Is each of the known Greek manuscripts and manuscript fragments, of a particular New Testament book, a "pure" representation of a unique autograph? This question cannot be answered with certainty since no autographs have been found. However, the available evidence supports a "yes" answer.
By 1968, the existence of approximately 5358 Greek New Testament manuscripts and manuscript fragments had been documented by scholars. Among these, more than 200,000 variants have been detected. To put this in perspective, the following facts should be considered:
- If a single word is misspelled in 3000 manuscripts and manuscript fragments, this single word is listed as the cause of 3000 variants.
- The more than 200,000 variants can be assigned to about 10,000 locations in the New Testament; serious controversy exists concerning the legitimacy of words found at approximately 400 of these locations.
Because the New Testament contains roughly 200,000 words and only 400 are the subject of serious controversy, it must be concluded that the Greek New Testament text, derived from all 5358 manuscripts and manuscript fragments, is more than 99% "pure." This compares with a 95% "purity" for the Iliad based on 643 manuscripts and a 90% "purity" for the Mahabharata (the national epic of India). Even the Koran, which originated in the seventh century A.D., suffered from a large collection of variants that necessitated the Orthmanic revision. The New Testament has not only survived in more manuscripts than any other ancient writing but it has survived in a much "purer" form than any other great book. In addition, it is interesting to note that not one shred of Christian doctrine hangs on debatable text.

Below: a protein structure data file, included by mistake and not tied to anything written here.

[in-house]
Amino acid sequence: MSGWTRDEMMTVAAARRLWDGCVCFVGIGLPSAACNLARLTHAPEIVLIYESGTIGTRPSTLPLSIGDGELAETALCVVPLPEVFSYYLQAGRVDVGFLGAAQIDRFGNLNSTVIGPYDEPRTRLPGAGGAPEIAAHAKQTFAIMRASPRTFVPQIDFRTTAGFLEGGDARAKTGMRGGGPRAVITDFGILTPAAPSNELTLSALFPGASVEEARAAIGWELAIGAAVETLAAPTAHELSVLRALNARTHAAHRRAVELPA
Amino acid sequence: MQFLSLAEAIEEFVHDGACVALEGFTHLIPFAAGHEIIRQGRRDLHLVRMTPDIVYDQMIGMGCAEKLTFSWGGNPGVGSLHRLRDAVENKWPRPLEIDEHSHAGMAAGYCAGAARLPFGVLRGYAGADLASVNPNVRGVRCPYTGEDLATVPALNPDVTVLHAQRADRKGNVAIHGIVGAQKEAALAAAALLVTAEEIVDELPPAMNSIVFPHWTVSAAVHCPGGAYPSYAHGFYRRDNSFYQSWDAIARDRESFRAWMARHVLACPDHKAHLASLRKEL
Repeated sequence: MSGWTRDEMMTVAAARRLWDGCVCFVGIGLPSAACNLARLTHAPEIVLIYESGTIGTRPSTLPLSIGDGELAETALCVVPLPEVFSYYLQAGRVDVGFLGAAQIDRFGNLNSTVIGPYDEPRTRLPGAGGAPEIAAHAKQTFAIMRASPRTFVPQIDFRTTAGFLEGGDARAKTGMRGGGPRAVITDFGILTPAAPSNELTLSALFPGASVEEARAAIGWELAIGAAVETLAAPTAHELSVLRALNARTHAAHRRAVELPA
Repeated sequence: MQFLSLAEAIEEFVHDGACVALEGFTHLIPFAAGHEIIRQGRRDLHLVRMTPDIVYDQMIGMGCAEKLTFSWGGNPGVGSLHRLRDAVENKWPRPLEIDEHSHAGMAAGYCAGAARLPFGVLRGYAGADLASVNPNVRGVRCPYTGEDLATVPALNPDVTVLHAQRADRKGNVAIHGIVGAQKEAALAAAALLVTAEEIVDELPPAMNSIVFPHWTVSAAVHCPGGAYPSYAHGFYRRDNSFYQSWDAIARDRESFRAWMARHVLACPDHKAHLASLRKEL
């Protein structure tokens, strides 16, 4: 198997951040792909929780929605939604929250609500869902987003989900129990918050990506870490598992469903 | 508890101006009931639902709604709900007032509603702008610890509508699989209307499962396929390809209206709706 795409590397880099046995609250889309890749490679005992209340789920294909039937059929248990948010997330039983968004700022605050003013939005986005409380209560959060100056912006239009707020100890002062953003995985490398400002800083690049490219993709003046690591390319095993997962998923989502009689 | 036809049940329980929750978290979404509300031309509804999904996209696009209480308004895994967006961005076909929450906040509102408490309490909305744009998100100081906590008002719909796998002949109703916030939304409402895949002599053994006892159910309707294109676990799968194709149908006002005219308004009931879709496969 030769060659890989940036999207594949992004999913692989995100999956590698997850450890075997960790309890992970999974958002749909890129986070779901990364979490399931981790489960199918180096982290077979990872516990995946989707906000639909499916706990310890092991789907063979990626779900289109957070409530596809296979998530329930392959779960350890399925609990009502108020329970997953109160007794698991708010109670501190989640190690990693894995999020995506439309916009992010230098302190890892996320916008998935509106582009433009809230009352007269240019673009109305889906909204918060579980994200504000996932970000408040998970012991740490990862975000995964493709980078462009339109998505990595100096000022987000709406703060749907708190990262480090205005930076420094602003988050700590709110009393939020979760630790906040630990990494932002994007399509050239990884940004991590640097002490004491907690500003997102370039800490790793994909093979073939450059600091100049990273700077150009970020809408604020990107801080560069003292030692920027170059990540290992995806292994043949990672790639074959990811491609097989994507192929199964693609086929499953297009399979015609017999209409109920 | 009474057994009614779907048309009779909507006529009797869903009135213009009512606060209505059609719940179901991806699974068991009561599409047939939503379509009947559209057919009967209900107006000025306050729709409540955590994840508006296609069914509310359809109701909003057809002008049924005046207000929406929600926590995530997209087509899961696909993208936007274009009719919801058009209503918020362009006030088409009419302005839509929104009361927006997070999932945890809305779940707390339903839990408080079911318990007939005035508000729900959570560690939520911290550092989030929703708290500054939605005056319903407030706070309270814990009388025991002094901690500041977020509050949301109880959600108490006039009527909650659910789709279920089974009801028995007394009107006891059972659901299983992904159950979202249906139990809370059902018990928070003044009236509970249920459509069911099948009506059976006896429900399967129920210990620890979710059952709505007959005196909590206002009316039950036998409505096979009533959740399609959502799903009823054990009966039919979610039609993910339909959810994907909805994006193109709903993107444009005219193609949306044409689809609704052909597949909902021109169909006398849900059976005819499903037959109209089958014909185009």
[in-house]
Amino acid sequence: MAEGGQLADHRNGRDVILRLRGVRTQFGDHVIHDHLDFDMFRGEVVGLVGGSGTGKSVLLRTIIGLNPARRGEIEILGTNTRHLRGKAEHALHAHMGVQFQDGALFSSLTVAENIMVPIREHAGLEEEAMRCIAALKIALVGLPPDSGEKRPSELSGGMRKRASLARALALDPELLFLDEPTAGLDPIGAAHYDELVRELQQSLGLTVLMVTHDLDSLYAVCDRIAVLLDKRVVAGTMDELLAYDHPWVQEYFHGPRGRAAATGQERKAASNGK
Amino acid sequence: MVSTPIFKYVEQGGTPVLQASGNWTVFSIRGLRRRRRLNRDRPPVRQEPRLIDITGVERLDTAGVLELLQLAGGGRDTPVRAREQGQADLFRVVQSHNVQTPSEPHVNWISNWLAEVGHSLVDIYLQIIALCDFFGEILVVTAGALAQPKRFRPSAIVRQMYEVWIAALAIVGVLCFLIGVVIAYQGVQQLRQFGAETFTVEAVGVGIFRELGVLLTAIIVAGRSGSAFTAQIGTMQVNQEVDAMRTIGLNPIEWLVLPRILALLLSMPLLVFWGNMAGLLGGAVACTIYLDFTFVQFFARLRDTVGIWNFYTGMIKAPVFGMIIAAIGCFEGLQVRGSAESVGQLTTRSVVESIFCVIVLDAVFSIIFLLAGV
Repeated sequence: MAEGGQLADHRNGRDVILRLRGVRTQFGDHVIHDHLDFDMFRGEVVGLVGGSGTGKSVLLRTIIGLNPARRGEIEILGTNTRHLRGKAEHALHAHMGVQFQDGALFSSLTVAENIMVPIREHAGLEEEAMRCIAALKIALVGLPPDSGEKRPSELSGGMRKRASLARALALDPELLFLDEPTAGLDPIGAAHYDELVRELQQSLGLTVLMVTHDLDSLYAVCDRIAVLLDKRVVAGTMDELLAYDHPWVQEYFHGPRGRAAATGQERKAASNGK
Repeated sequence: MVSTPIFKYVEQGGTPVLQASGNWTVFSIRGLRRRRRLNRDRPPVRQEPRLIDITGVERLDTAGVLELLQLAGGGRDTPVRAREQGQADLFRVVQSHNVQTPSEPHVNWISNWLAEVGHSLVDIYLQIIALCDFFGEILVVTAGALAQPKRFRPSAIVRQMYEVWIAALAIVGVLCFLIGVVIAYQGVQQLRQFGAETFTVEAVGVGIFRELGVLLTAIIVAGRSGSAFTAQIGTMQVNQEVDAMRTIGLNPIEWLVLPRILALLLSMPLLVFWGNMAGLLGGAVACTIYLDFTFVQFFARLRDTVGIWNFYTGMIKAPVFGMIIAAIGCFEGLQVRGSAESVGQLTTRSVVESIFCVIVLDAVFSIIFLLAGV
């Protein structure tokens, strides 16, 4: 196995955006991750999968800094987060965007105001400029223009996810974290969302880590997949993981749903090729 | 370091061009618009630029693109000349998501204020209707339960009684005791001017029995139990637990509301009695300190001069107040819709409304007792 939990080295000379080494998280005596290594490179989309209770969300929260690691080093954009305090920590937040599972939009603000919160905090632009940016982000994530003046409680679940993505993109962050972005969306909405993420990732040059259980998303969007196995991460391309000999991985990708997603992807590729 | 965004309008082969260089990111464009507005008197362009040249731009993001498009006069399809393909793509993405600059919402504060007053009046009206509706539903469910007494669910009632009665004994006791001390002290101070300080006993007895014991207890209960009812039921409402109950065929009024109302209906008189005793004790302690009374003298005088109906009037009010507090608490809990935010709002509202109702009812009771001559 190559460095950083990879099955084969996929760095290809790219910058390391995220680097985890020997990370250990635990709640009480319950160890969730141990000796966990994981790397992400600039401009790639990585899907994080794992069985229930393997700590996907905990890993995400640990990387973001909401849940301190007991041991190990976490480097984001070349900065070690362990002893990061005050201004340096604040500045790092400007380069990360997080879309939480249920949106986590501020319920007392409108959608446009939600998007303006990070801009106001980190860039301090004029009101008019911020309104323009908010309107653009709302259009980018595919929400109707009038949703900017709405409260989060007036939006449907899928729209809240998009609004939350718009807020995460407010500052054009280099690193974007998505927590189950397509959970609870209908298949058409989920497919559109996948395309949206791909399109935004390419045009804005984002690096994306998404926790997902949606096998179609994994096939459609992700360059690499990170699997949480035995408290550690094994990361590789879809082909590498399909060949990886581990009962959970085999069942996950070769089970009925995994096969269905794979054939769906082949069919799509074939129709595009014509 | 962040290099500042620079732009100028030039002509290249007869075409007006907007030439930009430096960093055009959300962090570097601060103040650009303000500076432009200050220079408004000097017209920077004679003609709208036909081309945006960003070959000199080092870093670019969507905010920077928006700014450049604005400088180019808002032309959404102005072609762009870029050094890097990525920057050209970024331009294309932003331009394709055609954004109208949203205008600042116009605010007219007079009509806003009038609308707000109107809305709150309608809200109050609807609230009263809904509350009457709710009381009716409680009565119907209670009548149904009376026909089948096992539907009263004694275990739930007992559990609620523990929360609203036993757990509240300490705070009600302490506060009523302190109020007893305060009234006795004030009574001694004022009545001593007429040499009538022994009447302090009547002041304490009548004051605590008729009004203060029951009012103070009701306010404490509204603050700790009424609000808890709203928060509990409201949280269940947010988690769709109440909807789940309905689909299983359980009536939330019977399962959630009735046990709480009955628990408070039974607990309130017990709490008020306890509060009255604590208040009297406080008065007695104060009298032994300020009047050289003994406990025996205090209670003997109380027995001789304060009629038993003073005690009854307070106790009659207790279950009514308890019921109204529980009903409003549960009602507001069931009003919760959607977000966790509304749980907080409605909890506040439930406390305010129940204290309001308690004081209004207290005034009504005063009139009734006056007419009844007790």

The documented high degree of agreement, among the Greek manuscripts and manuscript fragments of a particular New Testament book, cannot logically be viewed as accidental. More likely it implies that each manuscript and fragment reflects a unique autograph as its ultimate source. (11)